A GRANDAD with a phobia of going to the doctors self-prescribed his own course of medicine which led to his death from a paracetamol overdose.
In recent years, David Richardson, of Laburnum Grove, Runcorn, was diagnosed with high blood pressure, high cholesterol and severe angina, which required emergency hospital treat-ment.
Despite feeling pains in his heart and tingling sensations down his left arm, he refused to go back to his doctor for a repeat prescription and the condition got worse.
His heart medication ran out in January and he failed to replace it, resulting in his premature death caused by multi-organ failure in April last year.
The 59-year-old retired warehouse operative began taking paracetamol tablets to ease his chest pain which built up in his system - leading to kidney and liver failure.
Having avoided going to the doctors for 19 years, his sister, Sylvia Wright, told the inquest the family called him 'typical David' as he wanted to carry on as usual, and hated the thought of his health getting in the way of going to work at Tibbett & Britten.
When his daughter discovered him in his bedroom, his lips and body were turning blue and he was suffering from dehydration.
According to his family, he had 'lots to look forward to' and was due to attend his grandson's passing out parade in the Army on the day of his 60th birthday.
David had been dreaming of spending the rest of his retirement in Turkey with his daughter Karen, where he hoped to buy a holiday home.
Distraught Karen, a mum of three, wept and said: 'He didn't really complain much and didn't tell anybody anything.
'He was a very private man.He had a social life and didn't let his illness stop him from doing anything.
'At first I thought he was funny from the phone call as I could hear funny breathing and went straight round - he only lived five to 10 minutes away.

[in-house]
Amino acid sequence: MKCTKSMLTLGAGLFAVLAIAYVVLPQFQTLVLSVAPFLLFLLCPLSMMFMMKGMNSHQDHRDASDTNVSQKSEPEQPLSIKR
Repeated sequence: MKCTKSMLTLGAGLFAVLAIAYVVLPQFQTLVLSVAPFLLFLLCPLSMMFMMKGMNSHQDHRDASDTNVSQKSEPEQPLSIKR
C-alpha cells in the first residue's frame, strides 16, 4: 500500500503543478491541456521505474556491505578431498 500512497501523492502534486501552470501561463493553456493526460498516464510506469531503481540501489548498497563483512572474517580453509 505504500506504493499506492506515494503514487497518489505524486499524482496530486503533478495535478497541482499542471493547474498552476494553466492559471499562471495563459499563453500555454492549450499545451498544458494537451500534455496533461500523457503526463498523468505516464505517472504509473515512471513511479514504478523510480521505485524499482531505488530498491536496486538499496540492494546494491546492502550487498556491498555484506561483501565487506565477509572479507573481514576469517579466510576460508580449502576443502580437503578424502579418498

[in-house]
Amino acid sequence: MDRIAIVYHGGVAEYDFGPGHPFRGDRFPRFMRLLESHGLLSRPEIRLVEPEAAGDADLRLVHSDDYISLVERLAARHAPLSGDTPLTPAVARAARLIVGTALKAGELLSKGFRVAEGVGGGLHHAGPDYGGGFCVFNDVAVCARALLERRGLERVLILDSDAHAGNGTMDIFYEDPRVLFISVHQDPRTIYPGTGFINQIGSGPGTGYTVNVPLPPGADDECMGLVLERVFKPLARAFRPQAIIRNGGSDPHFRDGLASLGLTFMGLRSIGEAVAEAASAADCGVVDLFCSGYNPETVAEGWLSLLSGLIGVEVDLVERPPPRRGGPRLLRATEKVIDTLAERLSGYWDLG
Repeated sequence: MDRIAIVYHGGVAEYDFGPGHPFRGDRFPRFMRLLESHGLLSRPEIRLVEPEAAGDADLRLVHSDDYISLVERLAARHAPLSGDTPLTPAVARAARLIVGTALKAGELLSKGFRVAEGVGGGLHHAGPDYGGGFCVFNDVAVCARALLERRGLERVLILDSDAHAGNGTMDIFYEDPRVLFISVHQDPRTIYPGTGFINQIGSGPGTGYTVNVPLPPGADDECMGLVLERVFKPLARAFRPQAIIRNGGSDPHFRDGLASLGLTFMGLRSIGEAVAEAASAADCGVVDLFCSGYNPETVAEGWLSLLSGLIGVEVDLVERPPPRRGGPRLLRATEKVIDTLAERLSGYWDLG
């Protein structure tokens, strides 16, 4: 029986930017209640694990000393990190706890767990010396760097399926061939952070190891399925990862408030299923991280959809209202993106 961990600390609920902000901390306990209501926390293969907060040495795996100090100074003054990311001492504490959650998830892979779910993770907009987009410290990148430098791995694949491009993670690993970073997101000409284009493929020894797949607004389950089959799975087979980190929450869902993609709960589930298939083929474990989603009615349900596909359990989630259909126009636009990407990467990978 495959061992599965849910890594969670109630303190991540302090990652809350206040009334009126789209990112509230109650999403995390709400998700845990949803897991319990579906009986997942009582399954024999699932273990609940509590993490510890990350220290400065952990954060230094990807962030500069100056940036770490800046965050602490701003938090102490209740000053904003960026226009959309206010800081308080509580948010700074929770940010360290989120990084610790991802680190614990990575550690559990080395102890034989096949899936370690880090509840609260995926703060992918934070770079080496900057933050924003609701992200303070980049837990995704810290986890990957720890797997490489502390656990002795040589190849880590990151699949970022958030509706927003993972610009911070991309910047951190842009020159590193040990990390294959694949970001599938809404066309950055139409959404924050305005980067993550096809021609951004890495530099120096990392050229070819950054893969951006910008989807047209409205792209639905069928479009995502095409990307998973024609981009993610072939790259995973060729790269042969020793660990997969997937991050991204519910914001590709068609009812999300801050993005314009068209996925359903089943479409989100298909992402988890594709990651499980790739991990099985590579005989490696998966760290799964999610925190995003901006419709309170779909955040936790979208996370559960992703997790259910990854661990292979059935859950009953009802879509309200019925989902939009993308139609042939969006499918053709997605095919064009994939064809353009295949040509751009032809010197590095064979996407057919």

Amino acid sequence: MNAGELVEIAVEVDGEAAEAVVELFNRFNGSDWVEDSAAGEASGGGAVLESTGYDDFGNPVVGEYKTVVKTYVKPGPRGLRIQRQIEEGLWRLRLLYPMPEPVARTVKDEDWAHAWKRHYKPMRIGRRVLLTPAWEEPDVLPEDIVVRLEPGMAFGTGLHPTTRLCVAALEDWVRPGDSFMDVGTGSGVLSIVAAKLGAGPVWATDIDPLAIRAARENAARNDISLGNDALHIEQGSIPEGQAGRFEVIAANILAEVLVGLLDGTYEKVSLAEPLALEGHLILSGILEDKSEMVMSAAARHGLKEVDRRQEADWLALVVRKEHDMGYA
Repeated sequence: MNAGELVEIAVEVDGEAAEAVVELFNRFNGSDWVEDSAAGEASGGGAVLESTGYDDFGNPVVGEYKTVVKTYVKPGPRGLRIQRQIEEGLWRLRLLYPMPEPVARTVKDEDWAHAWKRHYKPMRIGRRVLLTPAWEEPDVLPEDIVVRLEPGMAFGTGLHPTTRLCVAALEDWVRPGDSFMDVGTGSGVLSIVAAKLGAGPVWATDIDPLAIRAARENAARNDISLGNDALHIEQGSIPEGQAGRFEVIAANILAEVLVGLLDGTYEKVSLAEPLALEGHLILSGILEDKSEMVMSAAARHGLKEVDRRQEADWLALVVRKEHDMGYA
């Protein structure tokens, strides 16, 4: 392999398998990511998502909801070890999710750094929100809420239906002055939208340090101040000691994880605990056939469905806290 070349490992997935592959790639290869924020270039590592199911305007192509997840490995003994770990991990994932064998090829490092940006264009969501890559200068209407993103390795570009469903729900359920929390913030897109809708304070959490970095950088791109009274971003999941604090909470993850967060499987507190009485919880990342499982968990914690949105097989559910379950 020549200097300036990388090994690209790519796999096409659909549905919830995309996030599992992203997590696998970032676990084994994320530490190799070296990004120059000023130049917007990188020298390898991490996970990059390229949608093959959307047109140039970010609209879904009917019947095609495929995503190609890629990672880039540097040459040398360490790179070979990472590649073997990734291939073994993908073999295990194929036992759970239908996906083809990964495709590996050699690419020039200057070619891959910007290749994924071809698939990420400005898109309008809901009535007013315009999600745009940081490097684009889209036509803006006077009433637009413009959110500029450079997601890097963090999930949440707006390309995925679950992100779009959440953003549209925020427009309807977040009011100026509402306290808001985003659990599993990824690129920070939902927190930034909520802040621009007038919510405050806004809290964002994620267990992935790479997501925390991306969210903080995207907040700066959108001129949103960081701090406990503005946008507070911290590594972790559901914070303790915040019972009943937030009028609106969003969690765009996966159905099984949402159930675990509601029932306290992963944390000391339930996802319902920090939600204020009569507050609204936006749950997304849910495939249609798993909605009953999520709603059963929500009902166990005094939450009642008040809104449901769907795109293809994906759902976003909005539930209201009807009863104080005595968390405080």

'His lips were dry and parts of his body were going blue.'
When paramedics arrived they failed to find a vein and Mr Richardson was taken to the high dependency unit.
Medics transferred him to intensive care when they couldn't discover any blood pressure to put him on dialysis.
At one stage he had been sitting up in bed laughing and joking surrounded by his family, just hours before he was rushed into intensive care.
Mr Richardson, who was twice divorced, lived on his own with his dog Fred after splitting up with a long-term girlfriend.
A hospital statement read out at the inquest suggested he could sink up to half a bottle of spirits a day, however his family say he was a moderate drinker.
His brother Anthony described David as a hard worker who didn't take a single day off school as a child and had a varied career.
Before working as a warehouse operative for 12 years, he worked at ICI and the Manchester Ship Canal.
Anthony said: 'As a child, he wanted to get on the Manchester Ship Canal but that was the same as everyone in Run-corn at that time. He did it, and worked there for two to three years.'
The cause of death was multi-organ failure as a result of a 'substantial' 315mg paracetamol overdose coupled with heart disease.
The deputy coroner for Cheshire, Janet Napier, said: 'There is no evidence this was in any way deliberate.
'There was a build up, he self prescribed and didn't want to take any medication.
'He was not a doctor-going sort of person.'